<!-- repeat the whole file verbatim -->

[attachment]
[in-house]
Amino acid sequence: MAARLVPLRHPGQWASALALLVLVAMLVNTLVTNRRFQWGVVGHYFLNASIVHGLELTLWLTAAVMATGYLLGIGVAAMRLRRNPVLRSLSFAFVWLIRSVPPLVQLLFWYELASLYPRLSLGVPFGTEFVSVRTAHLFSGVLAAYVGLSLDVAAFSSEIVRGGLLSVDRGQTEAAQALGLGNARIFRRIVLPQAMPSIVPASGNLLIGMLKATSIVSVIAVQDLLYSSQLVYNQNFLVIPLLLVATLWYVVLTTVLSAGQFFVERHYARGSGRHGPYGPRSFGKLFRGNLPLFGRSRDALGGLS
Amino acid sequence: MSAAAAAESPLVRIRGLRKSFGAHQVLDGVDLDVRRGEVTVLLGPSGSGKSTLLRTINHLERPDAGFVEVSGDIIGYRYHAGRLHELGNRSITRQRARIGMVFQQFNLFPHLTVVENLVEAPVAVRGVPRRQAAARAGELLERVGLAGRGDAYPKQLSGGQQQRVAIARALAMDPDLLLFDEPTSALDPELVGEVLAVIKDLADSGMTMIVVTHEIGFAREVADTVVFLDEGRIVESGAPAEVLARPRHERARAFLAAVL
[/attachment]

[in-house]
Amino acid sequence: MAARLVPLRHPGQWASALALLVLVAMLVNTLVTNRRFQWGVVGHYFLNASIVHGLELTLWLTAAVMATGYLLGIGVAAMRLRRNPVLRSLSFAFVWLIRSVPPLVQLLFWYELASLYPRLSLGVPFGTEFVSVRTAHLFSGVLAAYVGLSLDVAAFSSEIVRGGLLSVDRGQTEAAQALGLGNARIFRRIVLPQAMPSIVPASGNLLIGMLKATSIVSVIAVQDLLYSSQLVYNQNFLVIPLLLVATLWYVVLTTVLSAGQFFVERHYARGSGRHGPYGPRSFGKLFRGNLPLFGRSRDALGGLS
Amino acid sequence: MSAAAAAESPLVRIRGLRKSFGAHQVLDGVDLDVRRGEVTVLLGPSGSGKSTLLRTINHLERPDAGFVEVSGDIIGYRYHAGRLHELGNRSITRQRARIGMVFQQFNLFPHLTVVENLVEAPVAVRGVPRRQAAARAGELLERVGLAGRGDAYPKQLSGGQQQRVAIARALAMDPDLLLFDEPTSALDPELVGEVLAVIKDLADSGMTMIVVTHEIGFAREVADTVVFLDEGRIVESGAPAEVLARPRHERARAFLAAVL